After nightlong negotiations with Tokyo Gov. Shintaro Ishihara, members of the Tokyo Metropolitan Government workers’ unions agreed Wednesday to a two-year pay cut of 4 percent across the board and to cancel its two-hour strike planned the same day.

The agreement ends the standstill between the metro government and the unions over the city’s proposed restructuring plan announced in September. Talks stalled early this month when union leaders refused to negotiate, demanding a complete cancellation of the plan and holding an hourlong strike Friday.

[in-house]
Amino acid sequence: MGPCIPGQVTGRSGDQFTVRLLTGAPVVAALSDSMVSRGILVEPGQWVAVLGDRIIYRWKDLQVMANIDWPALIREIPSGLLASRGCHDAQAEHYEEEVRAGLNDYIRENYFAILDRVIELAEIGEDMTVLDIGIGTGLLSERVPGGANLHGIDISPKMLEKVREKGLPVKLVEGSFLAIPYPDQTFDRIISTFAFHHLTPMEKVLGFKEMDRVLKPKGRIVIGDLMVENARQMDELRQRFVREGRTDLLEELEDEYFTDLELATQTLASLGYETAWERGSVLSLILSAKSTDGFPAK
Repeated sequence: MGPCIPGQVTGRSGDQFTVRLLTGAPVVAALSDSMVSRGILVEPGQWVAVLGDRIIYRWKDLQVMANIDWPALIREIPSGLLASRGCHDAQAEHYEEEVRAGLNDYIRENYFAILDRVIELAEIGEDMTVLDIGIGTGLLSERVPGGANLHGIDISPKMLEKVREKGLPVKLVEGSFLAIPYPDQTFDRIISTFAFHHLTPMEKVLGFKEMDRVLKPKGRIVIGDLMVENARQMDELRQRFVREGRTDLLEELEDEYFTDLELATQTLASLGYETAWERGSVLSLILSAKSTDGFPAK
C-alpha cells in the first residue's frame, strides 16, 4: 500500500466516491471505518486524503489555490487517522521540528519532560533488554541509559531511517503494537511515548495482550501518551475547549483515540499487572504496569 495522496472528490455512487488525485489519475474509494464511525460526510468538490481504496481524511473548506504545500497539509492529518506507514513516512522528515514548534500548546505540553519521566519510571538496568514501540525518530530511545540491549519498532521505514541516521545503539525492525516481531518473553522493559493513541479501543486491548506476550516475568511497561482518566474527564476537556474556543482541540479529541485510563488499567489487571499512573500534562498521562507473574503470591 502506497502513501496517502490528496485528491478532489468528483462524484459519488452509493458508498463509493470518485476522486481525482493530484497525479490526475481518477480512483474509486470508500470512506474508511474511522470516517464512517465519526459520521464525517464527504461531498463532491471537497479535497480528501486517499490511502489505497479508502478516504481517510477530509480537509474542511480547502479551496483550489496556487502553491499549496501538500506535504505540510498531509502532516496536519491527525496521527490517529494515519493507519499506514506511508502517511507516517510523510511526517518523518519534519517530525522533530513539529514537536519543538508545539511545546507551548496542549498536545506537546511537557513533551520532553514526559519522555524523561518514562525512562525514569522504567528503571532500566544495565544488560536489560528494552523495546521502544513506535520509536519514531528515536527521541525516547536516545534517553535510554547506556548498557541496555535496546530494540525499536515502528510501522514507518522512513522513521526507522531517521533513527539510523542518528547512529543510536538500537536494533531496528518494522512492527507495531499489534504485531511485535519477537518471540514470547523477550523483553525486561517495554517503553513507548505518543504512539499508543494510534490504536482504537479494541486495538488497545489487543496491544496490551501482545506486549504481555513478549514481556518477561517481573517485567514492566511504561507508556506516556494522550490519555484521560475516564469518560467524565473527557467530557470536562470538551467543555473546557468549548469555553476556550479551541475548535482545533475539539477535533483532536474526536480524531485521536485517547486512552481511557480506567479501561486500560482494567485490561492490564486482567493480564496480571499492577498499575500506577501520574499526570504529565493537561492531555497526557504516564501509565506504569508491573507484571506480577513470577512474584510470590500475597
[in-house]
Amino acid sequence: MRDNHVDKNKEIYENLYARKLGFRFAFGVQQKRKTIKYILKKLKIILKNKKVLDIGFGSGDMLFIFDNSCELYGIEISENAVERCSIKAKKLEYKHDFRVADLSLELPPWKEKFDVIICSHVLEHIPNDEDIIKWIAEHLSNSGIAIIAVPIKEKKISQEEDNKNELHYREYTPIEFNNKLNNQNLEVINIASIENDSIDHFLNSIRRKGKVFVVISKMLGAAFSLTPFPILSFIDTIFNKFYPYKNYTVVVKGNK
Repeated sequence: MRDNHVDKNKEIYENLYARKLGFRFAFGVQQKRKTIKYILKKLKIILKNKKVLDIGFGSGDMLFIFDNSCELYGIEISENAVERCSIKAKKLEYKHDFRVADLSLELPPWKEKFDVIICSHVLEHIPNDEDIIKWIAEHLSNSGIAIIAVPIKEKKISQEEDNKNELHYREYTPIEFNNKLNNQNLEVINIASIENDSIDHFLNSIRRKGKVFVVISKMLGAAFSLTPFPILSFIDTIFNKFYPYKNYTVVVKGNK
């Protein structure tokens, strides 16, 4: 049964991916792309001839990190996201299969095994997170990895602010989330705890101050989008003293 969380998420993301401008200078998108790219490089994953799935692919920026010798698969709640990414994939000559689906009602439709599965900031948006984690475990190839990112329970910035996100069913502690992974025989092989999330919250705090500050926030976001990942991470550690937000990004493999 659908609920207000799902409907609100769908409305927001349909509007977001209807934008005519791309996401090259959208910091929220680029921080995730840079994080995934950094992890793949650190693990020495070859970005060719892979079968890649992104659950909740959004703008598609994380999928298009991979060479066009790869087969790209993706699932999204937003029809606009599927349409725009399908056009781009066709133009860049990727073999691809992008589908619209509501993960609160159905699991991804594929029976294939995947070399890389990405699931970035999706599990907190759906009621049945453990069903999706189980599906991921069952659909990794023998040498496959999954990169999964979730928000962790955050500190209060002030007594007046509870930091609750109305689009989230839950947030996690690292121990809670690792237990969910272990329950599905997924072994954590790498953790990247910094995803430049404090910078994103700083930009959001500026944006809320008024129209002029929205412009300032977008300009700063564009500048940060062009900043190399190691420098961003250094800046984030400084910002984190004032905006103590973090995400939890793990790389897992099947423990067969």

The proposed plan called for cuts through fiscal 2002 and for reducing annual bonuses 10.5 percent over the next three years. Union members agreed to the 4 percent cut through fiscal 2001 and to bonus cuts of 5.7 percent in fiscal 1999 and 8.6 percent in fiscal 2000.

The city agreed to an additional 5 percent to 10 percent pay cut for management officials from fiscal 2000 to 2001. Along with the salary and bonus reductions, these bring total projected savings in metro coffers to 150 billion yen.

The metro government agreed to extend for two years the pay cuts for the governor and other high-ranking officials through fiscal 2001. Ishihara is now taking a 10 percent salary cut and 50 percent bonus cut.

The metro government’s deficit is forecast to surge to 620 billion yen in fiscal 2000.

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